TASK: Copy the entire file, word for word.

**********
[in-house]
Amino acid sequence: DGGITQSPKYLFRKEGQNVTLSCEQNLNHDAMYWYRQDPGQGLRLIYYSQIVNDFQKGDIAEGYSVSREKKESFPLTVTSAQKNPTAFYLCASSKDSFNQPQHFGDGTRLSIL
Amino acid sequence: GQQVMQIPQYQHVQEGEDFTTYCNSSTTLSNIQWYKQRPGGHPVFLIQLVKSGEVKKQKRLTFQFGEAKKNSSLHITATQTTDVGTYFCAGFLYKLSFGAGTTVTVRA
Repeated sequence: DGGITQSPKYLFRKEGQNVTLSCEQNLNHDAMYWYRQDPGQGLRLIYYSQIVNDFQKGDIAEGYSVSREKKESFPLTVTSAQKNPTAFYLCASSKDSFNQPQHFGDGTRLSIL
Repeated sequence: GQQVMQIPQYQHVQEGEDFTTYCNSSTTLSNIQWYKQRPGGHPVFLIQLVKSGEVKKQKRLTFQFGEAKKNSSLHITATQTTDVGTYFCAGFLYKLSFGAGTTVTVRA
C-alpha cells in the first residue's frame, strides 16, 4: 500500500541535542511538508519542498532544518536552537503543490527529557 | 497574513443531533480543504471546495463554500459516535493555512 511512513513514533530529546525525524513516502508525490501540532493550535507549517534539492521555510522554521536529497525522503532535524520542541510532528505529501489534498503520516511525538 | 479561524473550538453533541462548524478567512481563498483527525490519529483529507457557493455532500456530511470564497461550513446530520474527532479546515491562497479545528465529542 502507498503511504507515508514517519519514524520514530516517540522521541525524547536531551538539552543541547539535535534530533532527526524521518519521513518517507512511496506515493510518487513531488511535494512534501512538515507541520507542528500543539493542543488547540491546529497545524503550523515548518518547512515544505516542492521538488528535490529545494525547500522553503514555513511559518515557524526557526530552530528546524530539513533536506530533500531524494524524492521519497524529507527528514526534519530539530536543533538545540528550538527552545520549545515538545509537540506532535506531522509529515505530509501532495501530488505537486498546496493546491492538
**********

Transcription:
[in-house]
Amino acid sequence: DGGITQSPKYLFRKEGQNVTLSCEQNLNHDAMYWYRQDPGQGLRLIYYSQIVNDFQKGDIAEGYSVSREKKESFPLTVTSAQKNPTAFYLCASSKDSFNQPQHFGDGTRLSIL
Amino acid sequence: GQQVMQIPQYQHVQEGEDFTTYCNSSTTLSNIQWYKQRPGGHPVFLIQLVKSGEVKKQKRLTFQFGEAKKNSSLHITATQTTDVGTYFCAGFLYKLSFGAGTTVTVRA
Repeated sequence: DGGITQSPKYLFRKEGQNVTLSCEQNLNHDAMYWYRQDPGQGLRLIYYSQIVNDFQKGDIAEGYSVSREKKESFPLTVTSAQKNPTAFYLCASSKDSFNQPQHFGDGTRLSIL
Repeated sequence: GQQVMQIPQYQHVQEGEDFTTYCNSSTTLSNIQWYKQRPGGHPVFLIQLVKSGEVKKQKRLTFQFGEAKKNSSLHITATQTTDVGTYFCAGFLYKLSFGAGTTVTVRA
C-alpha cells in the first residue's frame, strides 16, 4: 500500500541535542511538508519542498532544518536552537503543490527529557 | 497574513443531533480543504471546495463554500459516535493555512 511512513513514533530529546525525524513516502508525490501540532493550535507549517534539492521555510522554521536529497525522503532535524520542541510532528505529501489534498503520516511525538 | 479561524473550538453533541462548524478567512481563498483527525490519529483529507457557493455532500456530511470564497461550513446530520474527532479546515491562497479545528465529542 502507498503511504507515508514517519519514524520514530516517540522521541525524547536531551538539552543541547539535535534530533532527526524521518519521513518517507512511496506515493510518487513531488511535494512534501512538515507541520507542528500543539493542543488547540491546529497545524503550523515548518518547512515544505516542492521538488528535490529545494525547500522553503514555513511559518515557524526557526530552530528546524530539513533536506530533500531524494524524492521519497524529507527528514526534519530539530536543533538545540528550538527552545520549545515538545509537540506532535506531522509529515505530509501532495501530488505537486498546496493546491492538